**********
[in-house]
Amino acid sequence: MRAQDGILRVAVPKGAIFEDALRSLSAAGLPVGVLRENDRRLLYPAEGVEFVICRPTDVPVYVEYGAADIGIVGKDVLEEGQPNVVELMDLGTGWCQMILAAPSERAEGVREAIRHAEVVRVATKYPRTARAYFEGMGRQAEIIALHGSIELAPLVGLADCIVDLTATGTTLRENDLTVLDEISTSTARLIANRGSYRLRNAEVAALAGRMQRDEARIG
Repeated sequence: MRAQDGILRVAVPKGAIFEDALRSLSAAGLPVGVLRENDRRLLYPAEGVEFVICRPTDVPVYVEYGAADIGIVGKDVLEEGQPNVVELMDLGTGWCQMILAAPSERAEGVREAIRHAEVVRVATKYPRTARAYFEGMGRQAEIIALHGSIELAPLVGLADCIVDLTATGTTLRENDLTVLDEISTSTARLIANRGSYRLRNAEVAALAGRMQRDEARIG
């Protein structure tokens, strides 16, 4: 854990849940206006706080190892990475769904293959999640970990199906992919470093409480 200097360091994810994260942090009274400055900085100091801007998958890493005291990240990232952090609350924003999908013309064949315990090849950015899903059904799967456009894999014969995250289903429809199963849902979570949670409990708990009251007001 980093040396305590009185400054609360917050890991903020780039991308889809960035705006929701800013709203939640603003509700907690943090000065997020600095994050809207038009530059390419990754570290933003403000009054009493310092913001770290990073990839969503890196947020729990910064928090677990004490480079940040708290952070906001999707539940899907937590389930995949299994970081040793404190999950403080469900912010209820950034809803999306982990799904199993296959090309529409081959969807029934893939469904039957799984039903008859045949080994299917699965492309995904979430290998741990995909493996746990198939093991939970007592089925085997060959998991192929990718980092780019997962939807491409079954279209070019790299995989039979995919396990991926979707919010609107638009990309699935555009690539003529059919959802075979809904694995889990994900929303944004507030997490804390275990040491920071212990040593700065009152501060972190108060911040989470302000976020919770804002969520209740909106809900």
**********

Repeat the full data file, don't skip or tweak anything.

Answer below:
[in-house]
Amino acid sequence: MRAQDGILRVAVPKGAIFEDALRSLSAAGLPVGVLRENDRRLLYPAEGVEFVICRPTDVPVYVEYGAADIGIVGKDVLEEGQPNVVELMDLGTGWCQMILAAPSERAEGVREAIRHAEVVRVATKYPRTARAYFEGMGRQAEIIALHGSIELAPLVGLADCIVDLTATGTTLRENDLTVLDEISTSTARLIANRGSYRLRNAEVAALAGRMQRDEARIG
Repeated sequence: MRAQDGILRVAVPKGAIFEDALRSLSAAGLPVGVLRENDRRLLYPAEGVEFVICRPTDVPVYVEYGAADIGIVGKDVLEEGQPNVVELMDLGTGWCQMILAAPSERAEGVREAIRHAEVVRVATKYPRTARAYFEGMGRQAEIIALHGSIELAPLVGLADCIVDLTATGTTLRENDLTVLDEISTSTARLIANRGSYRLRNAEVAALAGRMQRDEARIG
């Protein structure tokens, strides 16, 4: 854990849940206006706080190892990475769904293959999640970990199906992919470093409480 200097360091994810994260942090009274400055900085100091801007998958890493005291990240990232952090609350924003999908013309064949315990090849950015899903059904799967456009894999014969995250289903429809199963849902979570949670409990708990009251007001 980093040396305590009185400054609360917050890991903020780039991308889809960035705006929701800013709203939640603003509700907690943090000065997020600095994050809207038009530059390419990754570290933003403000009054009493310092913001770290990073990839969503890196947020729990910064928090677990004490480079940040708290952070906001999707539940899907937590389930995949299994970081040793404190999950403080469900912010209820950034809803999306982990799904199993296959090309529409081959969807029934893939469904039957799984039903008859045949080994299917699965492309995904979430290998741990995909493996746990198939093991939970007592089925085997060959998991192929990718980092780019997962939807491409079954279209070019790299995989039979995919396990991926979707919010609107638009990309699935555009690539003529059919959802075979809904694995889990994900929303944004507030997490804390275990040491920071212990040593700065009152501060972190108060911040989470302000976020919770804002969520209740909106809900």